Early Magadha dynasties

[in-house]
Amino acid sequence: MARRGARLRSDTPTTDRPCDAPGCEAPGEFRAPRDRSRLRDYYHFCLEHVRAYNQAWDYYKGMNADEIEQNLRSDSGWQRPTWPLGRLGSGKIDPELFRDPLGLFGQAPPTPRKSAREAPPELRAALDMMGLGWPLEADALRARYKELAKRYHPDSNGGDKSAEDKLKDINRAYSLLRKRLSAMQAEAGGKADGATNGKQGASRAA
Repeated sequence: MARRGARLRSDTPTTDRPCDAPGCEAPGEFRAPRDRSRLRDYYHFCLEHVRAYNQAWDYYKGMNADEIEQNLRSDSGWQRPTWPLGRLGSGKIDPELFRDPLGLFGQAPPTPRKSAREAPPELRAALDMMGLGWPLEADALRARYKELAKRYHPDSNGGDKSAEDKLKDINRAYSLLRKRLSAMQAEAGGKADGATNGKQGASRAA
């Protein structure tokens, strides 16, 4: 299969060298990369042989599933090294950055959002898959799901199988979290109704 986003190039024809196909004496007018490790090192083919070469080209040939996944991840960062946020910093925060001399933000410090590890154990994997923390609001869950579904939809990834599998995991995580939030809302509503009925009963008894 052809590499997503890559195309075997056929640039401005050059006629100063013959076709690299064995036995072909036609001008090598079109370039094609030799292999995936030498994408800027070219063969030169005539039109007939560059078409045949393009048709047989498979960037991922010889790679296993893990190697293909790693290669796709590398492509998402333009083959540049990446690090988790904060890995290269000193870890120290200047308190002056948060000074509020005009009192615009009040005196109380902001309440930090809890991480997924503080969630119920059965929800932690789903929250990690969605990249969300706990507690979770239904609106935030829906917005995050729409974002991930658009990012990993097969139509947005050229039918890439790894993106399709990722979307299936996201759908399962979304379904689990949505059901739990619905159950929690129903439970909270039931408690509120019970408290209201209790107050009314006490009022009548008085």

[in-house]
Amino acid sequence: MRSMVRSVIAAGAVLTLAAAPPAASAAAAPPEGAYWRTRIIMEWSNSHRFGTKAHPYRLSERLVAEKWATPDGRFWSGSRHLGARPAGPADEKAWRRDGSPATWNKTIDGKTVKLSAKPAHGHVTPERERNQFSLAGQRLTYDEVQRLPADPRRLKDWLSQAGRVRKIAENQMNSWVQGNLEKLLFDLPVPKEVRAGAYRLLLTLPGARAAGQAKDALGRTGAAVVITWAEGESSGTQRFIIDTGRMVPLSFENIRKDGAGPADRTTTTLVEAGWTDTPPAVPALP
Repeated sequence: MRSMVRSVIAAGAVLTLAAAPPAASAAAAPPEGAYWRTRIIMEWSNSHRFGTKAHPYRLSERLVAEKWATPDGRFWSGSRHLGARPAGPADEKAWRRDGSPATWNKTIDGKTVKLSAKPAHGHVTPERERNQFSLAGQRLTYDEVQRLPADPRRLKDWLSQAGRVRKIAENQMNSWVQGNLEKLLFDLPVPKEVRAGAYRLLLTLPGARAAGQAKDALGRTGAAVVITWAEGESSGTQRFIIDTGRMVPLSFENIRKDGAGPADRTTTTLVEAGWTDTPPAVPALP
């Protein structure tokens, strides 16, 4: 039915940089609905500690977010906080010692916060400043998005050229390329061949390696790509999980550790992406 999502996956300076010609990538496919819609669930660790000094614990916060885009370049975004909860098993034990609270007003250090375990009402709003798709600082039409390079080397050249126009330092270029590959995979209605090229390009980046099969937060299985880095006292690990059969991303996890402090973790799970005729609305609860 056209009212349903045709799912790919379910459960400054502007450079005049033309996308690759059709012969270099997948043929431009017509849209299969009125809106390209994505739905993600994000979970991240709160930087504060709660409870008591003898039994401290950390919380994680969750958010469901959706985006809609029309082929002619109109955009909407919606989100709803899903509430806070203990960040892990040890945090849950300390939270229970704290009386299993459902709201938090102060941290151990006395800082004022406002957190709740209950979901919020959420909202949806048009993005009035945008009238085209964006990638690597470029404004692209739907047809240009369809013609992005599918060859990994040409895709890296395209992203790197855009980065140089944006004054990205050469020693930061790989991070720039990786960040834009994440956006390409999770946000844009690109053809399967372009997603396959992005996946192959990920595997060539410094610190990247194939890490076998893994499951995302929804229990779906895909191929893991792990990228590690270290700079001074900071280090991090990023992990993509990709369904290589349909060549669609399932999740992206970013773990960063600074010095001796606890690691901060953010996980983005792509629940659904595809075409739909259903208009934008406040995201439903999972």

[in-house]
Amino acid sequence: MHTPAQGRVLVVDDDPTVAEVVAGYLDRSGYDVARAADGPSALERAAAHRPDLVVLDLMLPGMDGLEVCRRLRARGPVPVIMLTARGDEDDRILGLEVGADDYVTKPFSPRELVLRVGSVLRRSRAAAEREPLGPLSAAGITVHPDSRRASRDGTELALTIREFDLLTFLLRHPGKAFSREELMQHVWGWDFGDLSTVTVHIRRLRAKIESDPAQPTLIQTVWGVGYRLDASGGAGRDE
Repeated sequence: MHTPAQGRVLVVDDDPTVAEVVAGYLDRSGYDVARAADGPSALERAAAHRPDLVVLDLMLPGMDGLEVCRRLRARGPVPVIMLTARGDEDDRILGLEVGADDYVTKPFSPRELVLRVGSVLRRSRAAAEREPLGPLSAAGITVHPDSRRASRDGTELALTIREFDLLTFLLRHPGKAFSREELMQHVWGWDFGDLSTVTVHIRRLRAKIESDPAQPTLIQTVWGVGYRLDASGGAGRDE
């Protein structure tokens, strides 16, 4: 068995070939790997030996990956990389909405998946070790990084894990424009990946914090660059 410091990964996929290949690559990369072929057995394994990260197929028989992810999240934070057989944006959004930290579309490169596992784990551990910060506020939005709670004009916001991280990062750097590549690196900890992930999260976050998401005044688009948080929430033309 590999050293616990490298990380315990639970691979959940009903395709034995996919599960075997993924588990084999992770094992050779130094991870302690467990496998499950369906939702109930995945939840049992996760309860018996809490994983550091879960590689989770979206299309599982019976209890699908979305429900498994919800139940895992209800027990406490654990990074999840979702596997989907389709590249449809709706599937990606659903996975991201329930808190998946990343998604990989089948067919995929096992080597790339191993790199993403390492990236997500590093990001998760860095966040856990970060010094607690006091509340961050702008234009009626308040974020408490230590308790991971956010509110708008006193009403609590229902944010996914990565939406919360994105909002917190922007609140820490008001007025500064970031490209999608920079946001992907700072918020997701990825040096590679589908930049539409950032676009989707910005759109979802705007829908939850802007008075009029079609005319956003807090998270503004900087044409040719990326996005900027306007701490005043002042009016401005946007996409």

{{See also|Haryanka dynasty|Shishunaga dynasty}}File:Magadha Expansion (6th-4th centuries BCE).png|thumb|righht|The Magadha state c. 600 BCE, before it expanded from its capital Rajagriha – under the Haryanka dynasty and the successor Shishunaga dynastyShishunaga dynastyMagadha formed one of the sixteen Mahā-Janapadas (Sanskrit: "Great Realms") or kingdoms in ancient India. The core of the kingdom was the area of Bihar south of the Ganges; its first capital was Rajagriha (modern Rajgir) then Pataliputra (modern Patna). Magadha expanded to include most of Bihar and Bengal with the conquest of Licchavi and Anga respectively,BOOK, Ancient India, Motilal Banarsidass Publishers, Ramesh Chandra Majumdar, 1977, 978-81-208-0436-4, followed by much of eastern Uttar Pradesh and Orissa. The ancient kingdom of Magadha is heavily mentioned in Jain and Buddhist texts. It is also mentioned in the Ramayana, Mahabharata and Puranas.WEB, Magadha Empire,weblink The earliest reference to the Magadha people occurs in the Atharva-Veda where they are found listed along with the Angas, Gandharis, and Mujavats. Magadha played an important role in the development of Jainism and Buddhism. The Magadha kingdom included republican communities such as the community of Rajakumara. Villages had their own assemblies under their local chiefs called Gramakas. Their administrations were divided into executive, judicial, and military functions.Early sources, from the Buddhist Pāli Canon, the Jain Agamas and the Hindu Puranas, mentions Magadha being ruled by the Haryanka dynasty for some 200 years, c. 600–413 BCE. King Bimbisara of the Haryanka dynasty led an active and expansive policy, conquering Anga in what is now eastern Bihar and West Bengal. King Bimbisara was overthrown and killed by his son, Prince Ajatashatru, who continued the expansionist policy of Magadha. During this period, Gautama Buddha, the founder of Buddhism, lived much of his life in Magadha kingdom. He attained enlightenment in Bodh Gaya, gave his first sermon in Sarnath and the first Buddhist council was held in Rajgriha.WEB,weblink, Lumbini Development Trust: Restoring the Lumbini Garden, 6 January 2017, yes,weblink" title="">weblink 6 March 2014, dmy-all, The Haryanka dynasty was overthrown by the Shishunaga dynasty. The last Shishunaga ruler, Kalasoka, was assassinated by Mahapadma Nanda in 345 BCE, the first of the so-called Nine Nandas, which were Mahapadma and his eight sons.The Nanda Empire, at its greatest extent, extended from Bengal in the east, to the Punjab region in the west and as far south as the Vindhya Range.{{sfn|Mookerji|1988|p=28–33}} The Nanda dynasty was famed for their great wealth. The Nanda dynasty built on the foundations laid by their Haryanka and Shishunaga predecessors to create the first great empire of north India.{{sfn|Upinder Singh|2016|p=273}} To achieve this objective they built a vast army, consisting of 200,000 infantry, 20,000 cavalry, 2,000 war chariots and 3,000 war elephants (at the lowest estimates).{{sfn|Mookerji|1988|p=34}}{{sfn|Sastri|1988|p=16}}{{citation |last=Gabriel |first=Richard A. |title=The great armies of antiquity |date=30 November 2002 |publisher=Praeger |location=Westport, Conn. [u.a.] |isbn=978-0-275-97809-9 |p=218 |edition=1.udg. |url= |deadurl=no |archiveurl= |archivedate=5 January 2014 |df=dmy-all }} According to the Greek historian Plutarch, the size of the Nanda army was even larger, numbering 200,000 infantry, 80,000 cavalry, 8,000 war chariots, and 6,000 war elephants.{{sfn|Sastri|1988|p=16}}{{sfn|Raychaudhuri|Mukherjee|1996|pp=204–210}} However, the Nanda Empire did not have the opportunity to see their army face Alexander, who invaded north-western India at the time of Dhana Nanda, since Alexander was forced to confine his campaign to the plains of Punjab and Sindh, for his forces mutinied at the river Beas and refused to go any further upon encountering Nanda and Gangaridai forces.{{sfn|Sastri|1988|p=16}}